Roundup: Italy struggles to adapt as invasive species gain foothold

  • World
  • Friday, 22 Sep 2023

ROME, Sept. 21 (Xinhua) -- Fire ants, one of the world's most aggressive invasive species, have recently appeared on the southern Italian island of Sicily. At least 88 nests have been discovered near the city of Syracuse. These pests can kill small livestock, overwhelm crops, and can cause illness and even death in people.

Analysts say that the major factors behind their spread are international trade and tourism combined with a changing climate, and the problems they are causing are diverse.

"Ecosystems evolve over millions of years and are delicately balanced," Adriano Martinoli, a researcher with the Department of Theoretical and Applied Sciences of Italy's University of Insubria, told Xinhua recently.

"When a new species is introduced to an ecosystem, they can thrive because they aren't part of the balance. They may not have any natural predators, and so they expand and they can impact the entire ecosystem," Martinoli said.

Italy is witnessing many of these problems earlier than other countries due to its location in the middle of the Mediterranean Sea -- which makes it more vulnerable to a changing climate -- and its status as a major European exporter and importer, said Martinoli.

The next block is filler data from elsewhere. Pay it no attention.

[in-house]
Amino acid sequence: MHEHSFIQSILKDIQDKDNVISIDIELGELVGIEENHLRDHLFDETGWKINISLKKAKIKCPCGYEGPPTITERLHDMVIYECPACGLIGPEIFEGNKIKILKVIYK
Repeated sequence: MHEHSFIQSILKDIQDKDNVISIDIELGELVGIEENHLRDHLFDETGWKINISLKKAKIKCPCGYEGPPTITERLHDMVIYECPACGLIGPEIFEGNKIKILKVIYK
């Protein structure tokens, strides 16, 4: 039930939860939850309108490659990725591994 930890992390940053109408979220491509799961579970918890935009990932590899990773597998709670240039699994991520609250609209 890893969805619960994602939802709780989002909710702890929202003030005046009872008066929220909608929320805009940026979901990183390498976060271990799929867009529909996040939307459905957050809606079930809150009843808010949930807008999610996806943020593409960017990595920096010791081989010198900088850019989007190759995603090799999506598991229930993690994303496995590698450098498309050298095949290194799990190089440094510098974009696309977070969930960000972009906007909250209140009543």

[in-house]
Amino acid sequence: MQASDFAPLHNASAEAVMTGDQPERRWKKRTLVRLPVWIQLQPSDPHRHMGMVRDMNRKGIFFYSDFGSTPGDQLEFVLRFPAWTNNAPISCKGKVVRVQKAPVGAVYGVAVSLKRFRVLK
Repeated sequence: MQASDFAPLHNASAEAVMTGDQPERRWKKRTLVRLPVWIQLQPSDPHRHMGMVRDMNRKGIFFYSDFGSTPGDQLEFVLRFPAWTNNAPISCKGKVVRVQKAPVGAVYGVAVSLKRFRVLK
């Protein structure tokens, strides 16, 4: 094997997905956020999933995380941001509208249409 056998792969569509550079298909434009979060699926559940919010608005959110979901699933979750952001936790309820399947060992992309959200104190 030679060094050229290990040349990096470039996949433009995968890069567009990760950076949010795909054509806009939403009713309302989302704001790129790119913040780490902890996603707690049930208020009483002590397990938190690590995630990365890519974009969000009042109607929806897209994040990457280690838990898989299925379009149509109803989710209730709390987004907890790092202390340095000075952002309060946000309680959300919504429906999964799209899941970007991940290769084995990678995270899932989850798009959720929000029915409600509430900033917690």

Fire ants are not the sole headache for Italy. The blue crab, a native of the Atlantic coast of North America, first appeared in Italy in the 1950s. But its reach expanded dramatically last year due to warmer sea temperatures. Now, the crab is obliterating native species important to Italy's culture and cuisine, including mussels, clams and oysters. Furthermore, blue crabs are cannibalistic -- they will eat smaller crabs of their own species once the native species are gone.

The government of Italy is considering a state of emergency and is encouraging people to eat the invading crabs. Websites have published blue crab recipes, and the crabs now appear on restaurant menus. Prime Minister Giorgia Meloni was even photographed holding a plate of cooked blue crabs while on vacation last month.

According to Martinoli, the forces behind the spread of blue crabs -- rising sea temperatures and a lack of natural enemies -- are probably too powerful for a strategy like the government's to have a lasting impact.

The tiger mosquito is also on the list. Native to Southeast Asia, it brings the risk of yellow fever and dengue fever to Italy. The pine tortoise scale, a small insect originally from North America, is slowly killing off the majestic pine trees of Rome and other Italian cities.

"These issues will cause an increasing number of problems, both in terms of human health and in changes to ecosystems," Martinoli said. "Options are limited and so it's something the world will have to adapt to."

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